Photographs by Jackson Porretta.

Boal, A.(1979) Theatre of the Oppressed . London: Pluto

The Big Picture: Child trafficking TV project gives teens an opportunity to get real.

by Billy Miller

On a rainy Saturday in Caldera’s Teen Center, we’re talking with twelve high schoolers about child trafficking — a subject difficult for adults to discuss, let alone the young people whose iives this issue most affects. Joining us is filmmaker Libby Spears, whose documentary about the
subject Playground is showing to audiences around the world, having first gained the support of Steven Soderbergh and George Clooney.

Caldera, a youth arts and environmental education non-profit founded by Wieden + Kennedy’s Dan Wieden, uses all kinds of creativity to connect with Oregon’s young people. Both in the year-round program and at summer camp in Central Oregon, they respond to challenges in their lives with amazing art and resilience.

However, children enslaved in the sex trade is a horrific subject that’s in the news far too frequently. As Spears’ documentary points out, we might think these crimes are just overseas, but they are here in America, in communities where these kids come from.

The choice was clear when presenting Spears with a mini-residency. Her child trafficking work continues using Caldera’s digital filmmaking equipment to edit a segment of the FOX show, America’s Most Wanted.

Yet what was not at all clear, was how to gain youth perspective on such an intense subject.

What to do when it’s too dangerous for them to go on a shoot or hang up a ‘missing’ flyer? What of the emotions the content triggers? Is the subject just too severe? When watching the AMW rough cut at the Saturday event, one young lady who was all smiles earlier about getting straight-As for the first time in her life, leaves the room in tears.

But she does return. And facing this is the key to educating kids about the pimps and opportunists who use their ignorance to trap them. After hearing the filmmakers’ perspectives and viewing their work in progress, the assembled teens — diverse in race yet mostly challenged by socioeconomic status — are asked to thumb through stacks of donated stock photo books.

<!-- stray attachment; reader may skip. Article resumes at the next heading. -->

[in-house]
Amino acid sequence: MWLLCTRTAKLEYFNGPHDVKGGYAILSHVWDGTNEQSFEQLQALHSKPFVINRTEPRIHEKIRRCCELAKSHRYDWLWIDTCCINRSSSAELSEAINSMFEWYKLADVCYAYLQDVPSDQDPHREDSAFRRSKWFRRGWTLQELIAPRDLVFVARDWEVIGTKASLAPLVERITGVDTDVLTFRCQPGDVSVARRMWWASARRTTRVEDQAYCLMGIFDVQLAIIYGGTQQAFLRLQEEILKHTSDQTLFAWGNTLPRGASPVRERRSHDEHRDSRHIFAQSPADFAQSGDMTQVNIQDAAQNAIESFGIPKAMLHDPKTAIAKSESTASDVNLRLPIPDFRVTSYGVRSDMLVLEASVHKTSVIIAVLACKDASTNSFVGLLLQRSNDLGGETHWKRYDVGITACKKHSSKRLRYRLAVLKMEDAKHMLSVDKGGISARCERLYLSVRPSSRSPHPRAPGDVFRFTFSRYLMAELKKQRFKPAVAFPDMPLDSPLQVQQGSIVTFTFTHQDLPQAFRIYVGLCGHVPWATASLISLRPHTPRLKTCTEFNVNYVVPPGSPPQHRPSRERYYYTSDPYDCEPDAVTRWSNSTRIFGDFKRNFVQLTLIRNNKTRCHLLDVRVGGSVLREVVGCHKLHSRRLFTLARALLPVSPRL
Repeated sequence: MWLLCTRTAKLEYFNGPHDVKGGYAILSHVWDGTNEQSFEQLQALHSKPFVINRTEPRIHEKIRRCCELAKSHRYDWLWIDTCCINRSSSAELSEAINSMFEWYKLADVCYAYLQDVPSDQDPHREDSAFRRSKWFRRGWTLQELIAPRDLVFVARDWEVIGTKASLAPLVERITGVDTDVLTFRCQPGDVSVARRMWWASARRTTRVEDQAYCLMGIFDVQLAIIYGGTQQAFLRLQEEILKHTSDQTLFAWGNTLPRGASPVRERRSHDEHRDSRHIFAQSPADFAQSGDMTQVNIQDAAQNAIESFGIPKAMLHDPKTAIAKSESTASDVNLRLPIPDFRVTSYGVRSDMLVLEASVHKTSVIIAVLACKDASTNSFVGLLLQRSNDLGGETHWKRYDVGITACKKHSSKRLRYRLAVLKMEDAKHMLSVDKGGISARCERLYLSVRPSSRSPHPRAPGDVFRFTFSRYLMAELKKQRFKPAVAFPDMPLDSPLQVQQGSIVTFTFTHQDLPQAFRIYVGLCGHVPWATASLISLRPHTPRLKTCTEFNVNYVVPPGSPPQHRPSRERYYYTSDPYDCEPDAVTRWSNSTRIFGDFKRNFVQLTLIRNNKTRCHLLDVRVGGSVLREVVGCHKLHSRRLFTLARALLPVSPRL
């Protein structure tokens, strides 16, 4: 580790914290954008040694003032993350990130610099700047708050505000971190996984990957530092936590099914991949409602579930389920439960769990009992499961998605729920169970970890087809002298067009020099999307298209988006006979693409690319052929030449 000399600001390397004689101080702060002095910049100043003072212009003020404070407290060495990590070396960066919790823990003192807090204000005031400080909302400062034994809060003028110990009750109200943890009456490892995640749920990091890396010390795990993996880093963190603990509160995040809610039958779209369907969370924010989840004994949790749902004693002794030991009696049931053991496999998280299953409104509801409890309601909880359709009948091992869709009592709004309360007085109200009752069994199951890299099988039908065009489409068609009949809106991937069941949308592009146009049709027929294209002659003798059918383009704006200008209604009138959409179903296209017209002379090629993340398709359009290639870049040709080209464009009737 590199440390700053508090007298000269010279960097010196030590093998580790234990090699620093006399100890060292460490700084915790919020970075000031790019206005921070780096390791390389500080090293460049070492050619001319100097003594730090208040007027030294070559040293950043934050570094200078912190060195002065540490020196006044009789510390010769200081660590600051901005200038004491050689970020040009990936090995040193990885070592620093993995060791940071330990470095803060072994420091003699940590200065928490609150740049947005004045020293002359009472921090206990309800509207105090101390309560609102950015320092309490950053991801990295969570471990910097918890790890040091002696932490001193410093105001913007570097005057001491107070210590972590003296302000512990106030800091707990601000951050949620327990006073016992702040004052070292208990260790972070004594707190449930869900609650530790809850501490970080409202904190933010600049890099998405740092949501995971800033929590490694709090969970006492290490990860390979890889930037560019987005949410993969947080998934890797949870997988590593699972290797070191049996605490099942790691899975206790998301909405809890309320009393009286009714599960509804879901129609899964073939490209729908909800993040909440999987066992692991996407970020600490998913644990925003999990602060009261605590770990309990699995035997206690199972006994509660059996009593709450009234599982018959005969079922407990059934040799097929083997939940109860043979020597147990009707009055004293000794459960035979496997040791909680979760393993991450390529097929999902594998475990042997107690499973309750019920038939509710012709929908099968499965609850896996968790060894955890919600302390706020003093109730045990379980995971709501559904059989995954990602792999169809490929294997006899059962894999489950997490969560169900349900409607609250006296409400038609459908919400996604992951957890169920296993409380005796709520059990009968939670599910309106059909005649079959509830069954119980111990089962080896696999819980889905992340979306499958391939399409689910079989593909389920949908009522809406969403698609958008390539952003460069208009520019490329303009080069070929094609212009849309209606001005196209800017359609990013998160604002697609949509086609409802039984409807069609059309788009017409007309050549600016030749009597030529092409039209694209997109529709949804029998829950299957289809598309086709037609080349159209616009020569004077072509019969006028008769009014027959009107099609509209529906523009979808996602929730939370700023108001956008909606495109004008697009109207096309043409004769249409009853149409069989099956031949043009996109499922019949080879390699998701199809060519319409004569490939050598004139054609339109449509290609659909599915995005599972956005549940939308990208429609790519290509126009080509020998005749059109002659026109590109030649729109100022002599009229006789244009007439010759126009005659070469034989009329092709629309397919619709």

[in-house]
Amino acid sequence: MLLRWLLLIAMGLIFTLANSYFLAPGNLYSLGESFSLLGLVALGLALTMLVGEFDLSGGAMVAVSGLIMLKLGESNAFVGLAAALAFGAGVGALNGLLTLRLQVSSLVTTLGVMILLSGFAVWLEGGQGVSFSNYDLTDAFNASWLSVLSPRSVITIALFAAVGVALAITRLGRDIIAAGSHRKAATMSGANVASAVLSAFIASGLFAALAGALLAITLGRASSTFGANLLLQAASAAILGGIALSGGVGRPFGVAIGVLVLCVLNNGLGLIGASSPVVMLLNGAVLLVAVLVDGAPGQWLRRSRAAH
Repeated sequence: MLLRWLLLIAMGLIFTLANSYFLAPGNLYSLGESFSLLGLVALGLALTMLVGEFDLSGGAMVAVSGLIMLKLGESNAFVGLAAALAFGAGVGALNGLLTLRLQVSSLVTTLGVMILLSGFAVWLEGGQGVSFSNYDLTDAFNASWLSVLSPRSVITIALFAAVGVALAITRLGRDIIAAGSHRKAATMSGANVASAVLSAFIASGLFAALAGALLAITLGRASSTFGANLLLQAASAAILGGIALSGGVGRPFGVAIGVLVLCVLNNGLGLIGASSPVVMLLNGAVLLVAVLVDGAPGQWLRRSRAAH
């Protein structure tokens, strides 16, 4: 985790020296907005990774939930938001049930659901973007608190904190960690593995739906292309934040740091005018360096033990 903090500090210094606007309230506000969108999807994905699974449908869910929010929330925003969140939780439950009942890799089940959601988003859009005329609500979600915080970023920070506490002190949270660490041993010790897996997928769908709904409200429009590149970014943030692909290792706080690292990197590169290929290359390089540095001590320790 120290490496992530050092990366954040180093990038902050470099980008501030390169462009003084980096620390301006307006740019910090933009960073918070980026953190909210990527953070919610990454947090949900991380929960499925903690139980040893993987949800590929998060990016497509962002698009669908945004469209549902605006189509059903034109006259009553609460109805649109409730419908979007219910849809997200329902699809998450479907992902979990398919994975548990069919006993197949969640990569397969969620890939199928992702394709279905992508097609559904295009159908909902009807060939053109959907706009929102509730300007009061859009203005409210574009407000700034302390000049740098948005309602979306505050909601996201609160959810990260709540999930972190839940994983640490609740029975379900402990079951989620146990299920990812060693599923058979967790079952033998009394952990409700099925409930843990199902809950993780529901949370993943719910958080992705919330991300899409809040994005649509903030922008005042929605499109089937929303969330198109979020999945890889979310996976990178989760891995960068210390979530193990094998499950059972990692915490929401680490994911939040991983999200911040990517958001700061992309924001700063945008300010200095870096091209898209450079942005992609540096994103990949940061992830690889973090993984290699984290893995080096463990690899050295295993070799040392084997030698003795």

Where meaningful conversation proves daunting, they go right to work cutting out healthy and unhealthy images of sex and relationships. In pairs, they create collages of juxtaposing pictures, put in perspective with found words or ones they choose to add.

The resulting “mood boards,” work much like those that inspire an ad campaign. The girl who had to leave the room pits lurid images labeled “degrading one’s self,” against shots of a healthy woman, family and a smiling baby. “As women, we can be independent and we can love
ourselves,” she says on camera afterward. “And out of sex you can have kids and they can be one of the happiest things the world cherishes.”

What they make serves as their voice, staying on display where Spears and crew finish their important project. And after giving their free Saturday to staring down a difficult topic, these dozen extraordinary teens go home, hopefully, with a different perspective — and strength from their ability to fight fear with art.

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REFLECTIONS FROM A NEW SISTEMA: Learning to build community through music